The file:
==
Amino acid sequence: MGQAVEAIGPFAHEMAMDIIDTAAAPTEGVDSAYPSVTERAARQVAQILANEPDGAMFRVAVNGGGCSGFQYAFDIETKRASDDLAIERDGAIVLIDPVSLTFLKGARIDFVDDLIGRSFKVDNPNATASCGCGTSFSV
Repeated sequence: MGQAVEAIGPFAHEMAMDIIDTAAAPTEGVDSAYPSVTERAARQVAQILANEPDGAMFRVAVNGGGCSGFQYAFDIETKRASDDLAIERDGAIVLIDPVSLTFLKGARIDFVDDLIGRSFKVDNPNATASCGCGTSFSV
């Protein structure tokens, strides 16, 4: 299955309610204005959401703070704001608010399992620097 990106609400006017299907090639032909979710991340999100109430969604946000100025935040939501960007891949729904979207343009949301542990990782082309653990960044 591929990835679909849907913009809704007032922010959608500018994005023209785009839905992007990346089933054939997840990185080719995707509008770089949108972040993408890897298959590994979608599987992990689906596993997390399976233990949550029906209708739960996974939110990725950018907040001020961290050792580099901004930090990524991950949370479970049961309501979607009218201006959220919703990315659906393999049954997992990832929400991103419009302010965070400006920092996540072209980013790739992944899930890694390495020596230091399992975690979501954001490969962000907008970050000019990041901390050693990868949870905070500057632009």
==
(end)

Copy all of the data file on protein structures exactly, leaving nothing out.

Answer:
Amino acid sequence: MGQAVEAIGPFAHEMAMDIIDTAAAPTEGVDSAYPSVTERAARQVAQILANEPDGAMFRVAVNGGGCSGFQYAFDIETKRASDDLAIERDGAIVLIDPVSLTFLKGARIDFVDDLIGRSFKVDNPNATASCGCGTSFSV
Repeated sequence: MGQAVEAIGPFAHEMAMDIIDTAAAPTEGVDSAYPSVTERAARQVAQILANEPDGAMFRVAVNGGGCSGFQYAFDIETKRASDDLAIERDGAIVLIDPVSLTFLKGARIDFVDDLIGRSFKVDNPNATASCGCGTSFSV
């Protein structure tokens, strides 16, 4: 299955309610204005959401703070704001608010399992620097 990106609400006017299907090639032909979710991340999100109430969604946000100025935040939501960007891949729904979207343009949301542990990782082309653990960044 591929990835679909849907913009809704007032922010959608500018994005023209785009839905992007990346089933054939997840990185080719995707509008770089949108972040993408890897298959590994979608599987992990689906596993997390399976233990949550029906209708739960996974939110990725950018907040001020961290050792580099901004930090990524991950949370479970049961309501979607009218201006959220919703990315659906393999049954997992990832929400991103419009302010965070400006920092996540072209980013790739992944899930890694390495020596230091399992975690979501954001490969962000907008970050000019990041901390050693990868949870905070500057632009």